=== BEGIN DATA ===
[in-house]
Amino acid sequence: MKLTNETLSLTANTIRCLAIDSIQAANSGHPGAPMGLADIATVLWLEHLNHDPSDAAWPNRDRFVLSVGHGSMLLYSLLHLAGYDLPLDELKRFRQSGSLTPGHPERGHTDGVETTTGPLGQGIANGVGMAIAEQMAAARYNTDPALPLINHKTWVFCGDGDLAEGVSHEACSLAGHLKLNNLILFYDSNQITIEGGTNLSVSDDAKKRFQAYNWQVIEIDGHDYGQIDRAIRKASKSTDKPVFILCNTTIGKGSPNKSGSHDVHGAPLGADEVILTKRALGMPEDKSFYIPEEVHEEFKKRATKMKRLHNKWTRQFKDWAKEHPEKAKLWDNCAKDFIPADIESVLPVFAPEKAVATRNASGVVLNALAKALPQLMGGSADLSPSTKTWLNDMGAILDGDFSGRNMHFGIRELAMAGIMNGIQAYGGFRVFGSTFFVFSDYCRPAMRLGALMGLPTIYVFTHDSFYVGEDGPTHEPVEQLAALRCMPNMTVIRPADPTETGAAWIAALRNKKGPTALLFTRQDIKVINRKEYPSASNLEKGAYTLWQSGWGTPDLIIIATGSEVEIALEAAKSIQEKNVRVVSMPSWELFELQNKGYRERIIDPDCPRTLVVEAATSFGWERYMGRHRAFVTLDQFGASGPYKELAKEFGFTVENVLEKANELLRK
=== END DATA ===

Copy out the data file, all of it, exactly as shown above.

[in-house]
Amino acid sequence: MKLTNETLSLTANTIRCLAIDSIQAANSGHPGAPMGLADIATVLWLEHLNHDPSDAAWPNRDRFVLSVGHGSMLLYSLLHLAGYDLPLDELKRFRQSGSLTPGHPERGHTDGVETTTGPLGQGIANGVGMAIAEQMAAARYNTDPALPLINHKTWVFCGDGDLAEGVSHEACSLAGHLKLNNLILFYDSNQITIEGGTNLSVSDDAKKRFQAYNWQVIEIDGHDYGQIDRAIRKASKSTDKPVFILCNTTIGKGSPNKSGSHDVHGAPLGADEVILTKRALGMPEDKSFYIPEEVHEEFKKRATKMKRLHNKWTRQFKDWAKEHPEKAKLWDNCAKDFIPADIESVLPVFAPEKAVATRNASGVVLNALAKALPQLMGGSADLSPSTKTWLNDMGAILDGDFSGRNMHFGIRELAMAGIMNGIQAYGGFRVFGSTFFVFSDYCRPAMRLGALMGLPTIYVFTHDSFYVGEDGPTHEPVEQLAALRCMPNMTVIRPADPTETGAAWIAALRNKKGPTALLFTRQDIKVINRKEYPSASNLEKGAYTLWQSGWGTPDLIIIATGSEVEIALEAAKSIQEKNVRVVSMPSWELFELQNKGYRERIIDPDCPRTLVVEAATSFGWERYMGRHRAFVTLDQFGASGPYKELAKEFGFTVENVLEKANELLRK